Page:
photo credit: Mike the Gardener
|On our Vegetable Gardening Facebook page, I posted the question, Should Vegetable Gardening be Taught in Schools, using a meme titled, Every School Should Teach Gardening, Because Food is Kind of Important. We received some wonderful dialogue from everyone who decided to comment and make their own recommendations and suggestions as to whether or not every school should teach gardening.|
School Gardening: What Everyone Agreed onThe one thing that everyone agreed on was, food is important. Not just kind of, but very important. Most people did not take that second part literally as it was thrown in as more of a snarky afterthought. The back and forth dialogue between commenters lead me to do a bit of research on school gardening and whether or not school gardening is or isn’t already playing a role in the lives of school aged children in America already.
School Gardening: What I Was Looking forDuring my research on school gardening, I uncovered a number of statistics that were fascinating to me, so I put them into an infographic (shown below), Benefits of School Garden Programs. When I started my research on whether or not every school should or already is teaching gardening, I was looking for two things. First, are schools already teaching gardening, and two, what are the beneficial effects on students that are already engaged in learning gardening in a school setting.
School Gardening: Why It’s Important to MeAs a father of two elementary aged school children, and someone who teaches them how to grow a vegetable garden, why it is important, and the valuable lessons therein, this topic of school gardening, hits both my love for vegetable gardening and for my two boys. While I would like to believe that every parent teaches their children the importance of growing their own food, I can see that just isn’t the case, based on what I see around me in my own community.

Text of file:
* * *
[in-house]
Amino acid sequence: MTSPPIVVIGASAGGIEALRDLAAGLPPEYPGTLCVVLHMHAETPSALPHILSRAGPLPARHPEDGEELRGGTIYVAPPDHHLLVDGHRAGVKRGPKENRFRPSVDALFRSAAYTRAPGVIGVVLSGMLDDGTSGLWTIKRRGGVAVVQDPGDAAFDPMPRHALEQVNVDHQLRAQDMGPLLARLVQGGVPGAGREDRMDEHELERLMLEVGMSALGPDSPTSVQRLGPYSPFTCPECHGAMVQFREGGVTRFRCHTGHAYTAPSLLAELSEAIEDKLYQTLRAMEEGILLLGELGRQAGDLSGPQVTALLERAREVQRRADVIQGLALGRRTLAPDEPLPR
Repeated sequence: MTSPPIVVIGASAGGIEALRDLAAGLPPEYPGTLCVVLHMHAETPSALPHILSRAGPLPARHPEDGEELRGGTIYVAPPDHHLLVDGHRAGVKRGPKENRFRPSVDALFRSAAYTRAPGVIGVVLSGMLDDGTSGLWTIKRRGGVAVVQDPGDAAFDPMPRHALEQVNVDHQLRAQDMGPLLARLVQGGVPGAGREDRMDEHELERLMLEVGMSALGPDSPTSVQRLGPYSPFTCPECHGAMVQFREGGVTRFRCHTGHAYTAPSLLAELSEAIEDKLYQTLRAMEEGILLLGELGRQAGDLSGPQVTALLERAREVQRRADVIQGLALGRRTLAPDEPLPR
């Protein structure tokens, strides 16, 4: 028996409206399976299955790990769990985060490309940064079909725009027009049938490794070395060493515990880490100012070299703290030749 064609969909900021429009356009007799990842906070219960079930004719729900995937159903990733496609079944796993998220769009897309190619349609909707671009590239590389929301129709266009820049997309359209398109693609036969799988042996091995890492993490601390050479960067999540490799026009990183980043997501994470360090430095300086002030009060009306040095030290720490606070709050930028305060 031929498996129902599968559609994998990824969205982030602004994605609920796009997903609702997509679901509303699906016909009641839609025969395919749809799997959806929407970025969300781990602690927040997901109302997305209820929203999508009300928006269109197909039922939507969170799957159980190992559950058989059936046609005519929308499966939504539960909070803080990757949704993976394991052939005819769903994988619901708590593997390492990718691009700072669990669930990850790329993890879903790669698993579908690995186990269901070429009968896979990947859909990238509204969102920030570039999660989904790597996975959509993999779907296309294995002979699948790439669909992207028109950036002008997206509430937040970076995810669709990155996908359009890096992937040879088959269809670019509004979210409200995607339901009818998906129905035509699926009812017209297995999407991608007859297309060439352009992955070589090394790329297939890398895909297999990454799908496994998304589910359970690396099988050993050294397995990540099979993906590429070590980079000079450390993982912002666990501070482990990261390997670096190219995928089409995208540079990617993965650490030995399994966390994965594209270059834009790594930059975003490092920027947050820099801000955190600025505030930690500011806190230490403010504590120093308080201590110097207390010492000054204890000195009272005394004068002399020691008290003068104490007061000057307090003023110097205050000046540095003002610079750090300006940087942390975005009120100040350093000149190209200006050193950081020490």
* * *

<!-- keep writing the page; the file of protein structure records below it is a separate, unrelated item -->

source: The Vegetable Gardening Show
School Gardening: My Take on the StatisticsThe most surprising statistics that I uncovered was that only a little more than 26% of public schools in America have an active garden for kids and that of all the school gardens most, 91%, are geared towards kids in the 5th grade and younger. You would think that as the kids got older, and are more likely to have a better grasp on why food is important, they would take more of an interest, or at least the teachers would. According to the linked sources (shown below), that is not the case.
What I did like about the statistics that I uncovered, are all of the positive effects gardening has on not only the kids, but the educators as well. They range from eating better, to better class participation, to the positive effects gardening has by incorporating gardening studies into existing programs such as nutrition, health and science.
School Gardening: Source Links
|This brings me back to the original question. Should gardening be taught in schools? I think it should, based on the statistics of the positive effect it has on school aged children. However, what I don’t want to see is a bunch of money, (see the stat for school garden funding), simply get thrown at a school garden program and hope that it works. I would like to see more of a community/school based partnership, where schools can raise money through local community efforts, and then turn around and put on display to the community exactly what those funds are going towards, such as showing the end results of the positive effects a school garden is having on the children in their own community.|
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